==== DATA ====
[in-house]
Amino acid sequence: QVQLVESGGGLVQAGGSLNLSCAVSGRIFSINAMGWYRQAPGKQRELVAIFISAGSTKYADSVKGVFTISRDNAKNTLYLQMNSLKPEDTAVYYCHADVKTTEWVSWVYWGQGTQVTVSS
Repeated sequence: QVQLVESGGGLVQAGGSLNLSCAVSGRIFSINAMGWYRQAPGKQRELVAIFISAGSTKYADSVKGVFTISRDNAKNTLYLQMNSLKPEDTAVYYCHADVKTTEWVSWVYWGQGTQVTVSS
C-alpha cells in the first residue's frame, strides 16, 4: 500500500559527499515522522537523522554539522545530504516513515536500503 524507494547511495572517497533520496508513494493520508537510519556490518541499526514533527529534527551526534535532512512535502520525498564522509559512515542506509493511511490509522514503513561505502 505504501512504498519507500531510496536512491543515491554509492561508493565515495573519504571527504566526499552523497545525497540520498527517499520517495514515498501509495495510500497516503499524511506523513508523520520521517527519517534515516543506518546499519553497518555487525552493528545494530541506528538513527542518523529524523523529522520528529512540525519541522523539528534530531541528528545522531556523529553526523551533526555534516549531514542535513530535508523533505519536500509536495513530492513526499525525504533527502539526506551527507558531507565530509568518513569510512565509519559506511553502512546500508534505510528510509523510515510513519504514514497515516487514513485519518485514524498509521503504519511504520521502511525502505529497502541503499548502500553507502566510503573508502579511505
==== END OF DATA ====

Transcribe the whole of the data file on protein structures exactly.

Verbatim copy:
[in-house]
Amino acid sequence: QVQLVESGGGLVQAGGSLNLSCAVSGRIFSINAMGWYRQAPGKQRELVAIFISAGSTKYADSVKGVFTISRDNAKNTLYLQMNSLKPEDTAVYYCHADVKTTEWVSWVYWGQGTQVTVSS
Repeated sequence: QVQLVESGGGLVQAGGSLNLSCAVSGRIFSINAMGWYRQAPGKQRELVAIFISAGSTKYADSVKGVFTISRDNAKNTLYLQMNSLKPEDTAVYYCHADVKTTEWVSWVYWGQGTQVTVSS
C-alpha cells in the first residue's frame, strides 16, 4: 500500500559527499515522522537523522554539522545530504516513515536500503 524507494547511495572517497533520496508513494493520508537510519556490518541499526514533527529534527551526534535532512512535502520525498564522509559512515542506509493511511490509522514503513561505502 505504501512504498519507500531510496536512491543515491554509492561508493565515495573519504571527504566526499552523497545525497540520498527517499520517495514515498501509495495510500497516503499524511506523513508523520520521517527519517534515516543506518546499519553497518555487525552493528545494530541506528538513527542518523529524523523529522520528529512540525519541522523539528534530531541528528545522531556523529553526523551533526555534516549531514542535513530535508523533505519536500509536495513530492513526499525525504533527502539526506551527507558531507565530509568518513569510512565509519559506511553502512546500508534505510528510509523510515510513519504514514497515516487514513485519518485514524498509521503504519511504520521502511525502505529497502541503499548502500553507502566510503573508502579511505